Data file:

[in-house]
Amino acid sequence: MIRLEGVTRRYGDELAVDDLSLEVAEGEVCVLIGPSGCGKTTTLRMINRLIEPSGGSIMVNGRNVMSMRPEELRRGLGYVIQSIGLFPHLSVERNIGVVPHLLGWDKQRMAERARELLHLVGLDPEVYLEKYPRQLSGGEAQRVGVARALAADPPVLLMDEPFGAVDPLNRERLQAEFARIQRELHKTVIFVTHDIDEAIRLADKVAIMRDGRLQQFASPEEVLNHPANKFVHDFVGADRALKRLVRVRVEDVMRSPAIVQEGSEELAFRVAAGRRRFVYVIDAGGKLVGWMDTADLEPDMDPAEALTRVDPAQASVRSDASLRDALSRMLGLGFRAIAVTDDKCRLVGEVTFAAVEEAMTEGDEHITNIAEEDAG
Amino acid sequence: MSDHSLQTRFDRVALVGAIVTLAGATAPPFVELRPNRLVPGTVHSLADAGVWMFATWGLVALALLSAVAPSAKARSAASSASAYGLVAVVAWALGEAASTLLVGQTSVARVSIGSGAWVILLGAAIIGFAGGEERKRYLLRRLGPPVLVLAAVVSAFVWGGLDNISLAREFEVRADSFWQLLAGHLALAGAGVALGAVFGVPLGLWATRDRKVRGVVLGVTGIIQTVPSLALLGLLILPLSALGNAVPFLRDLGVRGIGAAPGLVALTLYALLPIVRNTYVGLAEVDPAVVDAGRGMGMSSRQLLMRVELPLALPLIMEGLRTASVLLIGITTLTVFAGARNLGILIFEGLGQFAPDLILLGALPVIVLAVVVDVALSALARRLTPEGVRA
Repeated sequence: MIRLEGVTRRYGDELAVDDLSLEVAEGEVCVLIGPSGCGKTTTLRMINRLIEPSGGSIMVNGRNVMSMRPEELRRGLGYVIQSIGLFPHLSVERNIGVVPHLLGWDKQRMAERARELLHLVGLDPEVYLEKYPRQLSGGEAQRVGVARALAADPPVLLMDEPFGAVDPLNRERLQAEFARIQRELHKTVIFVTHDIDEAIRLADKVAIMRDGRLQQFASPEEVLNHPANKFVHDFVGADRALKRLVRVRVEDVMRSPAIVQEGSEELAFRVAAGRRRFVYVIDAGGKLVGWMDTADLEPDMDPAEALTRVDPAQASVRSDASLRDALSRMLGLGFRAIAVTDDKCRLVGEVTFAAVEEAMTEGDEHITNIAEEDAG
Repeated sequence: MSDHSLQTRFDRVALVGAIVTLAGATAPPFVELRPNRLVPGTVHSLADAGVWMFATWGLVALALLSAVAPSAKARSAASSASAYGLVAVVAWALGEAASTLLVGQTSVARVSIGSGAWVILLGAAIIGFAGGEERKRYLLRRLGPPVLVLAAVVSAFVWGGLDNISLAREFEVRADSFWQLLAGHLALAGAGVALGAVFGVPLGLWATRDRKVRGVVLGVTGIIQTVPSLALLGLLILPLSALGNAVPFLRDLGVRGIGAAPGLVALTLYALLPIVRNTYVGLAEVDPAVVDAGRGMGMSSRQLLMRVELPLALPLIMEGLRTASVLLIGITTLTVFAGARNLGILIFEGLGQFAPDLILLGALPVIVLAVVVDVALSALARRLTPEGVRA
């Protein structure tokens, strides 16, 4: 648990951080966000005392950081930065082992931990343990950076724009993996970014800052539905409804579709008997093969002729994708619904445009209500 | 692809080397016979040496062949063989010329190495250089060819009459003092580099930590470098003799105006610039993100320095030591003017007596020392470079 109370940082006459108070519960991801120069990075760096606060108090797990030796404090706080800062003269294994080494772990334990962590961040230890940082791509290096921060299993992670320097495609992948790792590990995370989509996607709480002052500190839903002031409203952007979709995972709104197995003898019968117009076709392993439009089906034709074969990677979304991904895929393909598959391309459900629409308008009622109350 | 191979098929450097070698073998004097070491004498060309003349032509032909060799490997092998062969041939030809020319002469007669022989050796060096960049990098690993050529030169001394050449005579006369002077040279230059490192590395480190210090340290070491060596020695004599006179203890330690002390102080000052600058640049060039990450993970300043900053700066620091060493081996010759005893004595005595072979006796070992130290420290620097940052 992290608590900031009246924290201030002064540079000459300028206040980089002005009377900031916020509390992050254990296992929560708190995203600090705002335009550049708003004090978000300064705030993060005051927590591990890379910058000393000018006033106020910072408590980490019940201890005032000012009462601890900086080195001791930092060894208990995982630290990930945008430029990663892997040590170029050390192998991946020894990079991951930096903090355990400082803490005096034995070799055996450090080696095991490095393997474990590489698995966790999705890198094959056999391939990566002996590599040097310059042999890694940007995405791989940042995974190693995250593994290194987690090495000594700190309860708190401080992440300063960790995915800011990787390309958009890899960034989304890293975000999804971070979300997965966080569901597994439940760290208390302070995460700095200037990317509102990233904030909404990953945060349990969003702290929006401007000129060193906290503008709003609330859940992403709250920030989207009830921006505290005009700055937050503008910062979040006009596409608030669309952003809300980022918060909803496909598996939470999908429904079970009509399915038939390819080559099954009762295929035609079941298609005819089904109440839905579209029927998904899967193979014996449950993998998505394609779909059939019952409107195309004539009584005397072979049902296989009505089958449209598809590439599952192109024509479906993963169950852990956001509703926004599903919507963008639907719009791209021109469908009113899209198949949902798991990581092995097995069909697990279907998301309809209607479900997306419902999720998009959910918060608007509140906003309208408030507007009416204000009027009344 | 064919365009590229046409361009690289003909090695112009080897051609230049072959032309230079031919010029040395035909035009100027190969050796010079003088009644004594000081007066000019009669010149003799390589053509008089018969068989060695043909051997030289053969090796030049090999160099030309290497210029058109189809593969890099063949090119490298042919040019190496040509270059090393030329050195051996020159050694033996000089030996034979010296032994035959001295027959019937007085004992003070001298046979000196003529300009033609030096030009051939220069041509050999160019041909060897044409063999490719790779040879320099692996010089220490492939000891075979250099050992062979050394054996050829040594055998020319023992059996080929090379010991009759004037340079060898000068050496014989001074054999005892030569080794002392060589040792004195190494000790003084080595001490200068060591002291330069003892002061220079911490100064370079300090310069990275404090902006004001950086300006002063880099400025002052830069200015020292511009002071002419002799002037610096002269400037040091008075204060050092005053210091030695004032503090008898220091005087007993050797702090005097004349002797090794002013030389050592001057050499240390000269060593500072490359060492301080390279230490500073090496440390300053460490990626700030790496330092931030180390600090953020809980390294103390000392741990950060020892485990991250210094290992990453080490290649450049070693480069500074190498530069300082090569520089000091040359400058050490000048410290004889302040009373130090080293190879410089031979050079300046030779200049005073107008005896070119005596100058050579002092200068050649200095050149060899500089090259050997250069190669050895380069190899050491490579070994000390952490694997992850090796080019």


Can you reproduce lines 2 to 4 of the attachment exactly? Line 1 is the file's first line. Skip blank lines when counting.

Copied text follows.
Amino acid sequence: MIRLEGVTRRYGDELAVDDLSLEVAEGEVCVLIGPSGCGKTTTLRMINRLIEPSGGSIMVNGRNVMSMRPEELRRGLGYVIQSIGLFPHLSVERNIGVVPHLLGWDKQRMAERARELLHLVGLDPEVYLEKYPRQLSGGEAQRVGVARALAADPPVLLMDEPFGAVDPLNRERLQAEFARIQRELHKTVIFVTHDIDEAIRLADKVAIMRDGRLQQFASPEEVLNHPANKFVHDFVGADRALKRLVRVRVEDVMRSPAIVQEGSEELAFRVAAGRRRFVYVIDAGGKLVGWMDTADLEPDMDPAEALTRVDPAQASVRSDASLRDALSRMLGLGFRAIAVTDDKCRLVGEVTFAAVEEAMTEGDEHITNIAEEDAG
Amino acid sequence: MSDHSLQTRFDRVALVGAIVTLAGATAPPFVELRPNRLVPGTVHSLADAGVWMFATWGLVALALLSAVAPSAKARSAASSASAYGLVAVVAWALGEAASTLLVGQTSVARVSIGSGAWVILLGAAIIGFAGGEERKRYLLRRLGPPVLVLAAVVSAFVWGGLDNISLAREFEVRADSFWQLLAGHLALAGAGVALGAVFGVPLGLWATRDRKVRGVVLGVTGIIQTVPSLALLGLLILPLSALGNAVPFLRDLGVRGIGAAPGLVALTLYALLPIVRNTYVGLAEVDPAVVDAGRGMGMSSRQLLMRVELPLALPLIMEGLRTASVLLIGITTLTVFAGARNLGILIFEGLGQFAPDLILLGALPVIVLAVVVDVALSALARRLTPEGVRA
Repeated sequence: MIRLEGVTRRYGDELAVDDLSLEVAEGEVCVLIGPSGCGKTTTLRMINRLIEPSGGSIMVNGRNVMSMRPEELRRGLGYVIQSIGLFPHLSVERNIGVVPHLLGWDKQRMAERARELLHLVGLDPEVYLEKYPRQLSGGEAQRVGVARALAADPPVLLMDEPFGAVDPLNRERLQAEFARIQRELHKTVIFVTHDIDEAIRLADKVAIMRDGRLQQFASPEEVLNHPANKFVHDFVGADRALKRLVRVRVEDVMRSPAIVQEGSEELAFRVAAGRRRFVYVIDAGGKLVGWMDTADLEPDMDPAEALTRVDPAQASVRSDASLRDALSRMLGLGFRAIAVTDDKCRLVGEVTFAAVEEAMTEGDEHITNIAEEDAG